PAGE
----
Strings of life brilliantly tangled in Chinese 'Kite'

November 17, 1994|By Stephen Hunter | Stephen Hunter,Sun Film Critic

Like many such sites, the house of Dry Well Lane is banal, nondescript, even dreary. But make no mistake: A great crime occurred here and "The Blue Kite," Tian Zhuangzhuang's great new film, documents it to the most precise detail.

The film, which will be shown twice tonight and tomorrow (at 7 and 9:30) at the Baltimore Museum of Art under the auspices of the Baltimore Film Forum's First Look series, watches the destruction of a family -- its hopes, its dreams, its culture. Quintessentially innocent, family members were crushed, driven apart and ruined; the survivors are left with a melancholy legacy of guilt and rage, and nobody to listen to them. Who would do such a thing? And why didn't the state stop it?

It was done by the state, which is why the state didn't stop it. That's what the state is there to do.

Tian's memoir -- it's based on his own life, which can't have been much fun -- follows a humble Chinese family in a Bejing suburb from the death of Stalin in 1953 to the Revolution of the Red Guards in 1968. Not a pretty passage of time, particularly as we last glimpse hero Tietou (Chen Xiaoman) lying in the mud, having been savagely beaten by zealots, his father and stepfather dead and his mother hauled away to re-education camp. As Tietou soaks in his own blood, he looks into the trees and sees the Blue Kite, tattered and trapped in the trees, a symbol of the freedom that has yet to come.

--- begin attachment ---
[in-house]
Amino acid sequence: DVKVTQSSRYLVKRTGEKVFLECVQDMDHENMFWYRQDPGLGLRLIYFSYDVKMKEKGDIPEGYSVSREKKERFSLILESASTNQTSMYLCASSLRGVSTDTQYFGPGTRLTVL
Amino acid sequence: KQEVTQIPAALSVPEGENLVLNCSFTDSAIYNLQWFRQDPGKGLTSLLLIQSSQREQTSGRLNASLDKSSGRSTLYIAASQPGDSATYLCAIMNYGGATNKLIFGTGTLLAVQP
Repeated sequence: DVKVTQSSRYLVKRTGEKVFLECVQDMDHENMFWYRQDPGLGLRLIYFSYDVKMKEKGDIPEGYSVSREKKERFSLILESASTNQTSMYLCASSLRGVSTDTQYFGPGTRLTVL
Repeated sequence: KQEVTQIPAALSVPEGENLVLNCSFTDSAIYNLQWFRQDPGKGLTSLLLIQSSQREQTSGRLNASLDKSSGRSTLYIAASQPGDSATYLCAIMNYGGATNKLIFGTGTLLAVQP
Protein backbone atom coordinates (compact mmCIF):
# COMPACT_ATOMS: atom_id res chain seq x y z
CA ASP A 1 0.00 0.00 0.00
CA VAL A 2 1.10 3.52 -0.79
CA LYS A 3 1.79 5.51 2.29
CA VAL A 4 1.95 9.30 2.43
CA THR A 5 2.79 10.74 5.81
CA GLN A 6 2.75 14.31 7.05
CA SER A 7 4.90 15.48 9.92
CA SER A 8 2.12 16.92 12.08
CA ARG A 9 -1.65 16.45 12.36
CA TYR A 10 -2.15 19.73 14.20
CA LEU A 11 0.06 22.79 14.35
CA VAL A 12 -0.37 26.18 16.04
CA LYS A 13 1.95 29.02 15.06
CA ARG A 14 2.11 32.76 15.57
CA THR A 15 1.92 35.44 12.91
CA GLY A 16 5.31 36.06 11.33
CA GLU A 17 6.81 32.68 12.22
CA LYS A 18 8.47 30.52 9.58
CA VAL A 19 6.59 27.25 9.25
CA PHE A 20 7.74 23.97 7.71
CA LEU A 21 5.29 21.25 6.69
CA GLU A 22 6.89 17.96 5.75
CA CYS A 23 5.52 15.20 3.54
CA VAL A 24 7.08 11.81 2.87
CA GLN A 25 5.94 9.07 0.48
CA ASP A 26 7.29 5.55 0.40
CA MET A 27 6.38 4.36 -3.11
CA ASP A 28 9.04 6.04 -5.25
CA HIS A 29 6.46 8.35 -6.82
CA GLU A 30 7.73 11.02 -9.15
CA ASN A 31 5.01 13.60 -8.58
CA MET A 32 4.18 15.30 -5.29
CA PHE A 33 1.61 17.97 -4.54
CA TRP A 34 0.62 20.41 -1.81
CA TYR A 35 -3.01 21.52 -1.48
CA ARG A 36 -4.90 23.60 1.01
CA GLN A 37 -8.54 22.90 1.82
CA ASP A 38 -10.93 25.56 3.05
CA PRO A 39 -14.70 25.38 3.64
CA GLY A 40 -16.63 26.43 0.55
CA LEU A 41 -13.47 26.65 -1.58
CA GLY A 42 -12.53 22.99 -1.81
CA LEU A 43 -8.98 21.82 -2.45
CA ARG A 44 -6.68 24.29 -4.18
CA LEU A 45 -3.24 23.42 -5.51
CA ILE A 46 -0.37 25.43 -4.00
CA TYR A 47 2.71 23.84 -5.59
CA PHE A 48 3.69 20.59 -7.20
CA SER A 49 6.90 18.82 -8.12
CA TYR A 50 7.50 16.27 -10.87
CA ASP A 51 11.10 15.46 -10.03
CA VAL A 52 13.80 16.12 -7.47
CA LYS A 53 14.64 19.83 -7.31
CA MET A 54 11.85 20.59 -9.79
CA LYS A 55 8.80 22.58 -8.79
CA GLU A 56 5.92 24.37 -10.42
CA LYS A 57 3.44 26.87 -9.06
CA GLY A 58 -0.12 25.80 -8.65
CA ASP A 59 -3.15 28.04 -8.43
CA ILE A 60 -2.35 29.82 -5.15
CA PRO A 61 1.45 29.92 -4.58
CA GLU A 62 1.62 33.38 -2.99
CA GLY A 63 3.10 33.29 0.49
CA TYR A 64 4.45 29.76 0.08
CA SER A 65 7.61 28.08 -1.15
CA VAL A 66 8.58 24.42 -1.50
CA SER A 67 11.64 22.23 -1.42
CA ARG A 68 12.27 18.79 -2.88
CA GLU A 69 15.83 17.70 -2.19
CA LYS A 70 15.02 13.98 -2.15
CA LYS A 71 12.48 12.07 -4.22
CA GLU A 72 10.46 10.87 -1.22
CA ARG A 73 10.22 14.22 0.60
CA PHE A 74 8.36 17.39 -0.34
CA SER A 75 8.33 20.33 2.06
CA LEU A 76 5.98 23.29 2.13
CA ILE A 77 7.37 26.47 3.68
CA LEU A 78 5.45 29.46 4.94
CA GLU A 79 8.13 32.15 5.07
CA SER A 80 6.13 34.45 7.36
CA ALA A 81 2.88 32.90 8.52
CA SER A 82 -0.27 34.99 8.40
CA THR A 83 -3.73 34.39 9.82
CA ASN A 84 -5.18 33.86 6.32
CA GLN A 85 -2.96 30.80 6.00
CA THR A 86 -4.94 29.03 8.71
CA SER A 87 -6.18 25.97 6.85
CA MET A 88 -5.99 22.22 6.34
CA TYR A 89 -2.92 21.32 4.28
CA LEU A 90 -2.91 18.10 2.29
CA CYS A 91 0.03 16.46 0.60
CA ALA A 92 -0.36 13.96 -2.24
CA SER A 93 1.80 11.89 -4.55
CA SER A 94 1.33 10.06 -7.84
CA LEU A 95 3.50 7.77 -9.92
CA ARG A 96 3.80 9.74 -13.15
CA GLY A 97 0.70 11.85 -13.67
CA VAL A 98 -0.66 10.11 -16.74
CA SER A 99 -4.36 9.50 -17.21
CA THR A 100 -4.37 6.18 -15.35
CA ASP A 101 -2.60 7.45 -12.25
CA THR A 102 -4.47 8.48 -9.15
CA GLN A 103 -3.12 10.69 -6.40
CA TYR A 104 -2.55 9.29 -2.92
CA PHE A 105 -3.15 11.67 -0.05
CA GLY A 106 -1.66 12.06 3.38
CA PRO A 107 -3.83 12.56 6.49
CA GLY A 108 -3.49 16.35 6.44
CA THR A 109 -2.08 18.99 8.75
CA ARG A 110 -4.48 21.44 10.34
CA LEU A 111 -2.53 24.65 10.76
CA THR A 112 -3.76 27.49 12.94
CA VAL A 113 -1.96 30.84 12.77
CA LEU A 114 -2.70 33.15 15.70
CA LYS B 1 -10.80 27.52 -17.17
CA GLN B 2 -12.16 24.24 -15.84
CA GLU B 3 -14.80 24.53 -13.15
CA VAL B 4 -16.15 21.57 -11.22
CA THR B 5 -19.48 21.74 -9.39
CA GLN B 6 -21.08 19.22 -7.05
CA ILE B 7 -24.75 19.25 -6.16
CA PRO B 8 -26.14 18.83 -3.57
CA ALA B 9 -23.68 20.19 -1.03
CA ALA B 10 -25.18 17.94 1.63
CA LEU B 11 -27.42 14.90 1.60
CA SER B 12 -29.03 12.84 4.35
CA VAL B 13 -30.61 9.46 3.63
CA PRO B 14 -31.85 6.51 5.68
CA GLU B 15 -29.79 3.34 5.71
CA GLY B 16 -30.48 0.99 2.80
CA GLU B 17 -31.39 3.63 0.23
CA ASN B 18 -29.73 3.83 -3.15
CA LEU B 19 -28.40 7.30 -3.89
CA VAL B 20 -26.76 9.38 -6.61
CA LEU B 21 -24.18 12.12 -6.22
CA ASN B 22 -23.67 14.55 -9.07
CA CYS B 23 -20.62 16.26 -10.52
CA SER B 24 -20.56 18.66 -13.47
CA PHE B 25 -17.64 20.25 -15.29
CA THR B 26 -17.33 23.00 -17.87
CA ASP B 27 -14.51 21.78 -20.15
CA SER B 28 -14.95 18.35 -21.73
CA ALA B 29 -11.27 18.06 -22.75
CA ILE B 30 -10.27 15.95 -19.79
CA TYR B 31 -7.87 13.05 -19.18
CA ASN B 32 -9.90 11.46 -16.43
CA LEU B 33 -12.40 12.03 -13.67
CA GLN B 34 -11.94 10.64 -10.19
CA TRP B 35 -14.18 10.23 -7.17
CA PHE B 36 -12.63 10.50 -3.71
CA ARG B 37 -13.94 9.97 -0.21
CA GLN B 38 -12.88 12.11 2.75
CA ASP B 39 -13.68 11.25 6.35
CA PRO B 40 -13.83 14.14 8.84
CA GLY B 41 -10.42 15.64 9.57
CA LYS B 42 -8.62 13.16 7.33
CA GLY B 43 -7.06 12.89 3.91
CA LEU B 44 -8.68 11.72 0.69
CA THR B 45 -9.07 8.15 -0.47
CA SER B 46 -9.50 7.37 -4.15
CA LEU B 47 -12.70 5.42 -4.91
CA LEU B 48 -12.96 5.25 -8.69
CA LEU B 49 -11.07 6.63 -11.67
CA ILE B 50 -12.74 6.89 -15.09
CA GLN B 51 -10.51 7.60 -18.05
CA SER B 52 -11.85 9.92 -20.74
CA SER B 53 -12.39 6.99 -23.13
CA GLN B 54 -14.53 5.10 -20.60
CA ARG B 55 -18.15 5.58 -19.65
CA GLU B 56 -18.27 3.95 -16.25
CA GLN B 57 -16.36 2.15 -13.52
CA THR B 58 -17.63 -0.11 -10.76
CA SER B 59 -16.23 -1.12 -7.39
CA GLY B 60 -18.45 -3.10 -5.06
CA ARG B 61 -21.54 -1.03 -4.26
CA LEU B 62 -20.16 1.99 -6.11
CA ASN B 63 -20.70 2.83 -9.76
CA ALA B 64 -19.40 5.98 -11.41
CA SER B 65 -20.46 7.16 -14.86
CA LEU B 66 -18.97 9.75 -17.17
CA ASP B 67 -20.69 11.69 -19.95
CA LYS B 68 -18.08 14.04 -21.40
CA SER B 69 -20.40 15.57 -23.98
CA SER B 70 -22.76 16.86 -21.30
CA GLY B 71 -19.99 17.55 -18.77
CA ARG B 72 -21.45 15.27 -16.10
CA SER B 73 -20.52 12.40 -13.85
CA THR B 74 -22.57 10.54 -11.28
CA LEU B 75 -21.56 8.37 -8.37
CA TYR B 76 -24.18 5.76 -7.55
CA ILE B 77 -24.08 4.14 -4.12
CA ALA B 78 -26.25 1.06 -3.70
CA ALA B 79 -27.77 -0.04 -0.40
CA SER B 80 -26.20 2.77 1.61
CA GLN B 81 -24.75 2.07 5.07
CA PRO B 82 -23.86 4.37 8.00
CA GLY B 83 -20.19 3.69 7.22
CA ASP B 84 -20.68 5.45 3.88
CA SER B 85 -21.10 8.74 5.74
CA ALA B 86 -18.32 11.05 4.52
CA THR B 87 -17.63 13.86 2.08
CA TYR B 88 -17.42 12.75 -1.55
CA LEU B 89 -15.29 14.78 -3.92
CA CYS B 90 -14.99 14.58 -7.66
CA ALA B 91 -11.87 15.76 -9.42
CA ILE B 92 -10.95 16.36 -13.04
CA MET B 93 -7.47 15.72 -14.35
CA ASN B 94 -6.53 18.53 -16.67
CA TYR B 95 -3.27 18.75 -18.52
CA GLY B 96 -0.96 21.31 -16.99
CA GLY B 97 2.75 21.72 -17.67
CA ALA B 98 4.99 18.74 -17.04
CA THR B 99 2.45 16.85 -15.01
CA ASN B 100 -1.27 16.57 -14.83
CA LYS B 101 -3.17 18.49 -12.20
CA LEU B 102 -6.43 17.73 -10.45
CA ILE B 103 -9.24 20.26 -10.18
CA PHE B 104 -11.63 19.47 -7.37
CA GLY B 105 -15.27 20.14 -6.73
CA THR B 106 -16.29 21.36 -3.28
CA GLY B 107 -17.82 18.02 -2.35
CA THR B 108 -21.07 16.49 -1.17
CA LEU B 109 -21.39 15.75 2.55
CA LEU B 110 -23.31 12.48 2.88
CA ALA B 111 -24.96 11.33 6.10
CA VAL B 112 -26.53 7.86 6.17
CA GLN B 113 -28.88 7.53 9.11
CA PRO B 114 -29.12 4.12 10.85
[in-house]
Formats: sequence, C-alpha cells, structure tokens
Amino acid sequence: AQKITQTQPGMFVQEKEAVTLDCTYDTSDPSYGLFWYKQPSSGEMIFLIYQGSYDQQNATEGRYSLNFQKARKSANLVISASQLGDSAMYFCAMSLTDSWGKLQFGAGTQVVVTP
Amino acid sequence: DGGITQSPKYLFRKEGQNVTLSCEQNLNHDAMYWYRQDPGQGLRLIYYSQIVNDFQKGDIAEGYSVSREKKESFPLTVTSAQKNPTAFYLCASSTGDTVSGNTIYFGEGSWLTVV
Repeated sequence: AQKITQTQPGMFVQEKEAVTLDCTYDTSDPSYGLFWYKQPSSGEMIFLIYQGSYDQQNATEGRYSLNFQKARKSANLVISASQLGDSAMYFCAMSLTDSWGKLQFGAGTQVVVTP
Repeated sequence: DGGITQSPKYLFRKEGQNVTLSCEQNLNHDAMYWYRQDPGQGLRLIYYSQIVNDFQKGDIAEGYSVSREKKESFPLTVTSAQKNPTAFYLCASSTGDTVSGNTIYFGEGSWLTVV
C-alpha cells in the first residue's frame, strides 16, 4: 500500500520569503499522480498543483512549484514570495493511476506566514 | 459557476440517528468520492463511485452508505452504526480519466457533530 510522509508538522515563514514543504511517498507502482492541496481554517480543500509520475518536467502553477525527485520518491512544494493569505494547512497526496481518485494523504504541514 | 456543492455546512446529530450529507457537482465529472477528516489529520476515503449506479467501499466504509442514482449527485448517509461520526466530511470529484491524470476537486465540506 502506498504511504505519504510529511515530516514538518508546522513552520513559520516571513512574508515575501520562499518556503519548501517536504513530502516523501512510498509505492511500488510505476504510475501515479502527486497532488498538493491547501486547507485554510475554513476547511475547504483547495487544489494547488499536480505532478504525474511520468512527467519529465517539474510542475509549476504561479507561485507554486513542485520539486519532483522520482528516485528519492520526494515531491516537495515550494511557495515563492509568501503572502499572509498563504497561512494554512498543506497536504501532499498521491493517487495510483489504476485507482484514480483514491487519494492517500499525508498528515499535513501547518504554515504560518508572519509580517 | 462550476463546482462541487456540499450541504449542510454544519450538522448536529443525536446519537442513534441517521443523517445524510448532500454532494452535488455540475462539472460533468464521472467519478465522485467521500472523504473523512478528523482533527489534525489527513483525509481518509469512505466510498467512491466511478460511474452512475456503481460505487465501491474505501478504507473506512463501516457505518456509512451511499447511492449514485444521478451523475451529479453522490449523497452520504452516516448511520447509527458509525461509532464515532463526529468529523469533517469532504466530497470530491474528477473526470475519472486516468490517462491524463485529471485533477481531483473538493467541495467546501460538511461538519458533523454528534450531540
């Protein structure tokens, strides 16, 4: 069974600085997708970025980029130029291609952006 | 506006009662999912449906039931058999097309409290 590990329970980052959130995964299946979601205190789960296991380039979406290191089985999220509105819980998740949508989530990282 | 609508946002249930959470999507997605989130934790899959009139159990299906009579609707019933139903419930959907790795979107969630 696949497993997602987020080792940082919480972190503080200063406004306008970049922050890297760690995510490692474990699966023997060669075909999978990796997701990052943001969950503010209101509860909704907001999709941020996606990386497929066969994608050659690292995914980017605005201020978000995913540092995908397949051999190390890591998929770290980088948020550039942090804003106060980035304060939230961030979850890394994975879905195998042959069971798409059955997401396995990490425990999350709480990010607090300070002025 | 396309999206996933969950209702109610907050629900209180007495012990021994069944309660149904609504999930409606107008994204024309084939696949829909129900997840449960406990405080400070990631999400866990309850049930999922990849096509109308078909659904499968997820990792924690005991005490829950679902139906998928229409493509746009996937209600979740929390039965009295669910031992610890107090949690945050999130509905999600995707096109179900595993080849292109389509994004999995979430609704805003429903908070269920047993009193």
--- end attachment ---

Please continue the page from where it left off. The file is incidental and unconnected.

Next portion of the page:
Tian works at a stately rhythm, eschewing melodrama, gently accruing details. Still, the movie is filled with telling visual motifs -- that kite is an example. He has a natural flair for capturing the pattern of everyday life. We watch as the family, possibly a little naive, tries to get along.

When their property is collectivized, no problem. They are essentially passive, trying so hard to fit in. It's just that they have this irritating little problem that no one appreciates in a totalitarian society: They ask questions. Bad move.

The movie watches as, one after another, Tietou's father and then stepfather (also his uncle) are hauled away. Mum (Chen Shujuan) is completely apolitical and works like a dog to hold it together as society lurches from cataclysm to cataclysm -- from something called the Policy of Rectification in the late 1950s to the full-blooded horrors of the revolution of the Red Guards in 1968. But Tian is less interested in History with a capital "H" than in life with a small "l": how his family just barely and very bitterly got by.

Even in telling the story, he risked great difficulties. The film -- no surprise -- has been banned in China and he is currently under supervision, as the Chinese authorities so delicately put it.

MOVIE REVIEW

"The Blue Kite"

Starring Lu Liping and Zhang Wenyao

Directed by Tian Zhuangzhuang

Released by Kino International

Unrated

***

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